In this edition of Grammar Corner, we discuss some of the most widely used grammar errors in the English language. We don’t just correct you, though; we pinpoint exactly why a particular word/phrase/idiom is used incorrectly, while providing the context for each mistake, and then providing the right word/phrase/idiom.
Most of the time, a grammar error occurs because of homophones. Homophones are two words that sound exactly the same, but mean vastly different things. But it’s not just their meaning that’s different; homophones can also function as vastly different parts of speech.
In this edition, we discuss a common grammar error: council vs. counsel.
Aside from being homophones, both words also have related meanings; that is, one of them gives advice, while the other is the advice itself. They also have the same etymological roots: The word counsel originated from Middle English via Old French counseil, which itself is derived from Latin consilium which means consultation or advice.
Meanwhile, the word council also originated from Old English, which itself is derived from the Anglo-Norman French word cuncile, which is also derived from a related Latin word that counsel comes from: concilium, which means convocation or assembly.
The confusion can be understanding, so let’s see if we can’t unpack each word’s meaning.
What is the Difference Between Counsel and Council?
Council and counsel both have to do with doling out some form of advice, albeit in a different fashion: counsel is the advice that you give, while council is a group of people who can give advice when they need to.
When to Use Counsel
In general, counsel is used to describe any kind of instruction, advice, or opinion. However, in law, a counsel is a person’s legal advocate or legal adviser. As a verb, to counsel means to give advice or to advise someone with specific instructions, for example:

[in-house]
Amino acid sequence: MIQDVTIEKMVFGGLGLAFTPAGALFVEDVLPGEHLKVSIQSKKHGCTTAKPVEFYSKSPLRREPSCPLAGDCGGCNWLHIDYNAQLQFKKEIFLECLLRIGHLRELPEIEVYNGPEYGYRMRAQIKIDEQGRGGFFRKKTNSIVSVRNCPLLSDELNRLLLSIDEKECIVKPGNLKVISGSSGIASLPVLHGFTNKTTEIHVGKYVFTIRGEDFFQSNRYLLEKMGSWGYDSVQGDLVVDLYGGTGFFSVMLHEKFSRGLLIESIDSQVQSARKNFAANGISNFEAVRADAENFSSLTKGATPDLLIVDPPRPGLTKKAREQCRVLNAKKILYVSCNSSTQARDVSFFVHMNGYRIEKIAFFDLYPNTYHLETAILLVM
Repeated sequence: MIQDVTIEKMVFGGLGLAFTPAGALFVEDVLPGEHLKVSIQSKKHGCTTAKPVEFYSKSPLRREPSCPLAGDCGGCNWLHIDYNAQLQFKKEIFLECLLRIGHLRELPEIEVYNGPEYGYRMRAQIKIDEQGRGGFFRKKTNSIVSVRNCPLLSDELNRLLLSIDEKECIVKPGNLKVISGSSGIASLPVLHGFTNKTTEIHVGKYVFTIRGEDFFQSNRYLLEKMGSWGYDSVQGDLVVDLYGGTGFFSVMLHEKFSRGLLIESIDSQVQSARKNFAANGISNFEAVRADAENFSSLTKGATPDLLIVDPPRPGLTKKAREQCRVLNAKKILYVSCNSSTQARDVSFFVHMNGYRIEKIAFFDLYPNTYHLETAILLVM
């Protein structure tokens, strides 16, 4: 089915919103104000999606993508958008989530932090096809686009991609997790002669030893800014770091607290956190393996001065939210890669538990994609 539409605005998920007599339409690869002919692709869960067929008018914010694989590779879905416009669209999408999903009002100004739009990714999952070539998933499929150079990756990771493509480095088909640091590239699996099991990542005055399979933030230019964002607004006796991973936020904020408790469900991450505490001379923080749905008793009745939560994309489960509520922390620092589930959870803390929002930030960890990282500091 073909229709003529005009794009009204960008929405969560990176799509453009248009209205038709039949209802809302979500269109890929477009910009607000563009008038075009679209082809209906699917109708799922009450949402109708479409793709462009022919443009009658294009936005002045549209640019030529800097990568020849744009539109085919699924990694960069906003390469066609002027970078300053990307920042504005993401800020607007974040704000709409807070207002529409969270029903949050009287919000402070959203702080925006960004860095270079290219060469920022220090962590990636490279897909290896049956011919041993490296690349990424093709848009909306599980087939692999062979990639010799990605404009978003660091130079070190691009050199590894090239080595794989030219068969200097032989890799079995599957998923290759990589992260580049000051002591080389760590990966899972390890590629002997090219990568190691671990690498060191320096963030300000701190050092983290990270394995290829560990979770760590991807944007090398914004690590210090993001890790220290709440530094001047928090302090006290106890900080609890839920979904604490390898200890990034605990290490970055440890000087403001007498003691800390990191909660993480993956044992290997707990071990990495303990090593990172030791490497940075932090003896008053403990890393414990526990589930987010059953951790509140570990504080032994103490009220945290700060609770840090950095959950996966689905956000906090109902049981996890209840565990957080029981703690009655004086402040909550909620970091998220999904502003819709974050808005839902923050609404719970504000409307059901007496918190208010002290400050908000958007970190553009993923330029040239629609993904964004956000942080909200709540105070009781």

“My cousin once counseled me about fishing in the dark, maybe I should have listened” Stephen told me, right before the piranhas devoured our feet.
I counsel you to watch your words carefully, lest this chess match devolve into a duel –Counsel as instruction
“Do you seek my counsel, child?” the Wizard boomed. “Actually, I’m just looking for the nearest 7-11, but yeah, sure, Wizard counsel is always fairly helpful”
The counsel of my parents was essential in my decision to become a full-fledged mushroom forager/folk song composer –Counsel as advice
It is my counsel that you, sir, are an idiot.
Roger Ebert’s counsel on the movie Howard the Duck really allowed me to see it not as a blockbuster failure, but as cinematic genius hiding behind a B-movie façade –Counsel as opinion.
Your Honor, I know that it’s unorthodox, but I would really like it if my great aunt Myrma acted as my legal counsel in this matter –Counsel as legal advisor.
When to Use Council
Meanwhile, a council is a noun that describes a group of people who are gathered to advise, consult, or even discuss specific topics. Councils usually address legislative or even administrative matters. Council is always a noun; never a verb. For example:
The Council of Elrond set into motion the final defeat of Sauron and was one of the most important meetings in all of Middle-Earth. Also discussed during that time: Hobbitexit.
The City Council deliberated on the matter for only 5 minutes before deciding that Jeff Winsle should not have been allowed to build that Pterodactyl Aviary in his backyard.
What do you mean I can’t bring 15 extra guests to the clubhouse?! I’m a City Councilor, I’ll have you know!
I’ll have to submit this matter to the Homeowner’s Council, Mrs. Jergensen, but I’m pretty sure you’re not allowed to walk a silverback Gorilla on the street, even if it was on a leash.
Which One to Use: Counsel or Council?
Probably the easiest way to remember the difference is this: A council can counsel you on your issues. Council is the people giving the counsel, or alternatively, you can think of counsel as something the council gives.